When I started working from home, I ordered the cheapest chair in stock at the time to satisfy my minimum needs. The chair looked OK, but its seat was too stiff. I nearly got hemorrhoids after a few weeks. I had to buy a donut-shaped seat cushion to get around the issue. But it didn’t support my weight well and caused back pain.

Eventually, I decided to go with Aeron Chair Remastered, and I love it. It’s not cheap, but it’s much better than getting health problems.

Desk

Your elbows should be at 90 degrees or more when you type on your keyboard. This arrangement requires careful planning. Few desks are height adjustable. Even adjustable desks have their minimum/maximum heights. If you can’t get a desk of your perfect height, you can a keyboard tray to lower your keyboard or footrest to elevate yourself.

Check the minimum height before buying a standing desk

I bought a standing desk, Flexispot E1, because I saw Flexispot on many blog posts in Japan and E1 was the most affordable one. It turned out that its minimum height 71 cm was too high for me. It took me a while to realize it because it’s a standing desk. More expensive models of Flexispot have lower minimum heights. For example, E5 can go down to 62 cm.

To work around the issue, I ordered a keyboard tray from Flexispot. The keyboard tray lowered the position of my keyboard and created more space on my desktop. I was happy that I was able to open a book between my keyboard and monitor. But the keyboard tray came with its problems. Typing hard on it shook the desk itself. It revealed the desk’s instability. On top of that, the tray was unstable by itself because its screws were quite loose.

A good side effect was that I stopped resting my palms on wrist rests when I type. It was advice from the CUErgo website and an attempt to reduce the wobble of my desk and monitor. Now my monitor doesn’t wobble and I can type faster.

Stability matters

If you are getting a standing desk, get a stable one!

Stability is especially important if you use a big monitor and a monitor arm. I tried a 32-inch monitor once with a monitor arm and had to return it because it wobbled too much on the standing desk.

btod.com has stability reviews of standing desks.

If I buy a standing desk again, I would try IKEA’s Idasen.

Monitor

I’m using a 27-inch QHD monitor now after trying 24-inch and 32-inch. 32-inch was too big for me.

Monitor height

Your monitor’s top edge should be around your eye-level. Usually, the built-in stands of regular monitors don’t go high enough. A stack of books, a monitor stand, or a monitor arm elevate your monitor. If you use a keyboard tray, you need less monitor elevation because you can keep your desktop higher.

Before buying anything, check whether your setup can satisfy your monitor’s perfect height. If you are getting a monitor arm, check the relative position of your monitor’s VESA mount to its top. Not all monitors have their VESA mounts at their center.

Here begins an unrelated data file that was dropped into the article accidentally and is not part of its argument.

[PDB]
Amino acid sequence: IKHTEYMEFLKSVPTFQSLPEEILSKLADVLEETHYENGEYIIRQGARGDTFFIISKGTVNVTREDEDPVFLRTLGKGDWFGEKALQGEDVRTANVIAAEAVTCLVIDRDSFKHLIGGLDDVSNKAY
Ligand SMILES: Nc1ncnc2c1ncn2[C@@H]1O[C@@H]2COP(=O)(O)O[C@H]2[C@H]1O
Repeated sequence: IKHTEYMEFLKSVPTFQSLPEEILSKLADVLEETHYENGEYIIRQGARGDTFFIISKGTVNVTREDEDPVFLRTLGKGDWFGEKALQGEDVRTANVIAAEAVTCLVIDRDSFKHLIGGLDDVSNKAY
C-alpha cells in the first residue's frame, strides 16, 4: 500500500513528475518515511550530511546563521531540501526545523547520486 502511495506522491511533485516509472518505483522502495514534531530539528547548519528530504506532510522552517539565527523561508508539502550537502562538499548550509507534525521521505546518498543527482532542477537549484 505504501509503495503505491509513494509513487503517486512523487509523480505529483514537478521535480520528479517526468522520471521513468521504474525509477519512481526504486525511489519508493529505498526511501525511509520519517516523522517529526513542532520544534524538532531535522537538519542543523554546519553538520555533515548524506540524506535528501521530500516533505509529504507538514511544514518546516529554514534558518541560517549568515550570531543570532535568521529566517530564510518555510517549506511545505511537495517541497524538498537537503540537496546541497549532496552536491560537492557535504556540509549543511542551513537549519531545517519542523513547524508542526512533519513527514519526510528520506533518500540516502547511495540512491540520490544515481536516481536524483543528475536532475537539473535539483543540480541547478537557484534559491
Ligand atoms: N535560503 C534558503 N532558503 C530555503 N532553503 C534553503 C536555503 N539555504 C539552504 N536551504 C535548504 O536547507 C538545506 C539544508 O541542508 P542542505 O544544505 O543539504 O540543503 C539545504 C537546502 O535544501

I’m using Flo from Colebrook Bosson Saunders. I’m satisfied with the beautiful monitor arm so far. Its maximum height is just enough for my eye-level. You may need a more robust one if you need more height or a bigger monitor.

Inside your screen

You don’t need to fill your screen with windows. My neck hurts if I stare at a corner of my screen for a long time. But I often found myself in this neck-bending situation. It helps if you keep your working area at the top center of your screen.

I stopped using applications in full screen or multi-window layout. I put my browser window in the half-width of my screen and put it at the center. Instead of showing multiple windows, I keep only one window at a time and switch windows with a keyboard shortcut. This single-window policy allows me to always look in front of me and focus on one thing at a time.

One window at a time

Vim

Goyo is a Vim plugin that creates a focus mode. The plugin hides non-essential elements and places the text at the center. The focus mode helps you not only focus, but also keep you face the center of the screen.

If Goyo provides horizontal adjustment, z<CR> provides vertical adjustment. The normal-mode command brings the current line to the top of your screen. It helps you keep your neck straight.

Distraction-free Vim

Terminal

Can we create the Goyo-like focus mode outside of Vim? This cool trick on SuperUser allows you to create a focus mode on tmux. You can also move up your eyes to the top of your screen by clear on your terminal.

Move!

Even with all of the above, my body doesn’t feel well if I stay in front of my computer all day. I go out for a walk every day, and it makes a difference. Ergonomic setup doesn’t mean you can work all day.